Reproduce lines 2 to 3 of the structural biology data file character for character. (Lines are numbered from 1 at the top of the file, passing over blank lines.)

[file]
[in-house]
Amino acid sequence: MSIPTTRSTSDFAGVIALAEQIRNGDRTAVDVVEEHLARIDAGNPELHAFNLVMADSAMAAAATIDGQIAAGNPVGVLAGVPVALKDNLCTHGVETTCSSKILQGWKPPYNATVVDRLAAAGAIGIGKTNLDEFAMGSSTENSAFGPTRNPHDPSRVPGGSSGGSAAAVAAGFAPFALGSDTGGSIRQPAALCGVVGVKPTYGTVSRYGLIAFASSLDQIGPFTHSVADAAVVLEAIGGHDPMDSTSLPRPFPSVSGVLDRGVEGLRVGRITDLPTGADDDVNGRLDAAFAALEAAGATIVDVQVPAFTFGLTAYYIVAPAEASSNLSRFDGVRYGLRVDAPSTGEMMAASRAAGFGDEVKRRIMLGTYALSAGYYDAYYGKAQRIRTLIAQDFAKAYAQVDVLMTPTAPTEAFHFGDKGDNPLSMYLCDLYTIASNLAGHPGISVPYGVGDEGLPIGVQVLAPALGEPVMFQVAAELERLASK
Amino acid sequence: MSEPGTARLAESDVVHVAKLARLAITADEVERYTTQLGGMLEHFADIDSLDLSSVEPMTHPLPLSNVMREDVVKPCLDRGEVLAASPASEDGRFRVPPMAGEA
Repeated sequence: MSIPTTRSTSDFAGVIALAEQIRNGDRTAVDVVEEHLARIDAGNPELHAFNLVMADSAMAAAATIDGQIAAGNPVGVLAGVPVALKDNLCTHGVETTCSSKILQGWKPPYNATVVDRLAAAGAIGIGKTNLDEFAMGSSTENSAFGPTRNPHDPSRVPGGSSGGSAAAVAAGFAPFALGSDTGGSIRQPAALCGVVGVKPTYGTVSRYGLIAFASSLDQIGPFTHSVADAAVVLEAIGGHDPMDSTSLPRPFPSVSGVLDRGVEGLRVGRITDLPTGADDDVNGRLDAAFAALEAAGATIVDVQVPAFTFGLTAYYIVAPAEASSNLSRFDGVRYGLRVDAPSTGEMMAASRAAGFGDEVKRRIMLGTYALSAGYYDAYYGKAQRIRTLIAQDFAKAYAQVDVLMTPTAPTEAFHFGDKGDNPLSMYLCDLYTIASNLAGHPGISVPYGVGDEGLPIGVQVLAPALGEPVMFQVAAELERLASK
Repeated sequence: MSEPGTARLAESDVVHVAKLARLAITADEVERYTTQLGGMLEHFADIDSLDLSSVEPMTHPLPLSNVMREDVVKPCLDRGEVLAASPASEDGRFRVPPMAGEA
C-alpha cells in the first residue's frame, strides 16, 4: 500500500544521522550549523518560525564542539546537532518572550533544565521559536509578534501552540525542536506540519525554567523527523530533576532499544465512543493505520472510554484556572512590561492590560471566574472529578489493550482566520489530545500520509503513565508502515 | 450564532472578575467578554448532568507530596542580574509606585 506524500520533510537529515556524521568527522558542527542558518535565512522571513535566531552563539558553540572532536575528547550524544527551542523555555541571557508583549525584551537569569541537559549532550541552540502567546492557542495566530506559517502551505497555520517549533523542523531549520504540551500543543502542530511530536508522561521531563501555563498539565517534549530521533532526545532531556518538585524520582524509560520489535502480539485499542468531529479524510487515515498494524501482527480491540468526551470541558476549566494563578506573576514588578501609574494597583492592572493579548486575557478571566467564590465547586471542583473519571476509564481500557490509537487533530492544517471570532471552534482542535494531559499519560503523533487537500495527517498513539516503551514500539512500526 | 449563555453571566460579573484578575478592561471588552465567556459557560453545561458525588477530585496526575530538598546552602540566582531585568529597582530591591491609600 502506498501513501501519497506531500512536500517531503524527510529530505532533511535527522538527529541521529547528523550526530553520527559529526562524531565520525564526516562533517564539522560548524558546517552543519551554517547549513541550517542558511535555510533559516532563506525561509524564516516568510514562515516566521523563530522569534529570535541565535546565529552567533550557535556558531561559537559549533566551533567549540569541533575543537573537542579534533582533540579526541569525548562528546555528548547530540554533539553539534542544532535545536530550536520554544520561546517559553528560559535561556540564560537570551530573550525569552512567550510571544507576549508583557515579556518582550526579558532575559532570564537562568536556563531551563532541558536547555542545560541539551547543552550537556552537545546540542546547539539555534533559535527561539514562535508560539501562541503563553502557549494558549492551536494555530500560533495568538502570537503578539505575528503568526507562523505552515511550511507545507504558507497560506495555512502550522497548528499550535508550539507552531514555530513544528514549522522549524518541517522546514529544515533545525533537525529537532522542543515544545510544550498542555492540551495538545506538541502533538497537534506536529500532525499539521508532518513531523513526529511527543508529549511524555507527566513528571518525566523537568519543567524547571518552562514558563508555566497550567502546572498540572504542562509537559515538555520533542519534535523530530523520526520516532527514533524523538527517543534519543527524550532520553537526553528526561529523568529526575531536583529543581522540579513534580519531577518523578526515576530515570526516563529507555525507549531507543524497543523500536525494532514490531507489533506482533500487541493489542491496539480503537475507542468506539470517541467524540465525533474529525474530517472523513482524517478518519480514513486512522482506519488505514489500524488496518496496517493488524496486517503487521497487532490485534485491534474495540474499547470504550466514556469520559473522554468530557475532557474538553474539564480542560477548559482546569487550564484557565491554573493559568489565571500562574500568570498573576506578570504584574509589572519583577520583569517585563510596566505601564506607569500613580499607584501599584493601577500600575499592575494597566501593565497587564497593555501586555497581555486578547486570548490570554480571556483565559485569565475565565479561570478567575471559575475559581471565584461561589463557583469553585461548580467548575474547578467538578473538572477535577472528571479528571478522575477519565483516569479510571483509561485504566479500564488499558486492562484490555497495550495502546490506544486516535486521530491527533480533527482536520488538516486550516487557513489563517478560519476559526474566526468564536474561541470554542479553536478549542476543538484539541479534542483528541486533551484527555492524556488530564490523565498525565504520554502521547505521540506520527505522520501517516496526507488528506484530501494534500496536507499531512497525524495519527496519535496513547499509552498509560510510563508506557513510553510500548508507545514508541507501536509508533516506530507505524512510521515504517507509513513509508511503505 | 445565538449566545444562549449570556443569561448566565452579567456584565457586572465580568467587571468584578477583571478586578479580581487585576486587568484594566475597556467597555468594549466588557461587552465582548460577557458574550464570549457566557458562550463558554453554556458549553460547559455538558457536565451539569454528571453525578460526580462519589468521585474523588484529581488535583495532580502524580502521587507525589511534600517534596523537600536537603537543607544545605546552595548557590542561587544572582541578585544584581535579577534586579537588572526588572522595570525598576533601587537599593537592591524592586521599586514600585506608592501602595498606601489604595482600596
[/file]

Amino acid sequence: MSIPTTRSTSDFAGVIALAEQIRNGDRTAVDVVEEHLARIDAGNPELHAFNLVMADSAMAAAATIDGQIAAGNPVGVLAGVPVALKDNLCTHGVETTCSSKILQGWKPPYNATVVDRLAAAGAIGIGKTNLDEFAMGSSTENSAFGPTRNPHDPSRVPGGSSGGSAAAVAAGFAPFALGSDTGGSIRQPAALCGVVGVKPTYGTVSRYGLIAFASSLDQIGPFTHSVADAAVVLEAIGGHDPMDSTSLPRPFPSVSGVLDRGVEGLRVGRITDLPTGADDDVNGRLDAAFAALEAAGATIVDVQVPAFTFGLTAYYIVAPAEASSNLSRFDGVRYGLRVDAPSTGEMMAASRAAGFGDEVKRRIMLGTYALSAGYYDAYYGKAQRIRTLIAQDFAKAYAQVDVLMTPTAPTEAFHFGDKGDNPLSMYLCDLYTIASNLAGHPGISVPYGVGDEGLPIGVQVLAPALGEPVMFQVAAELERLASK
Amino acid sequence: MSEPGTARLAESDVVHVAKLARLAITADEVERYTTQLGGMLEHFADIDSLDLSSVEPMTHPLPLSNVMREDVVKPCLDRGEVLAASPASEDGRFRVPPMAGEA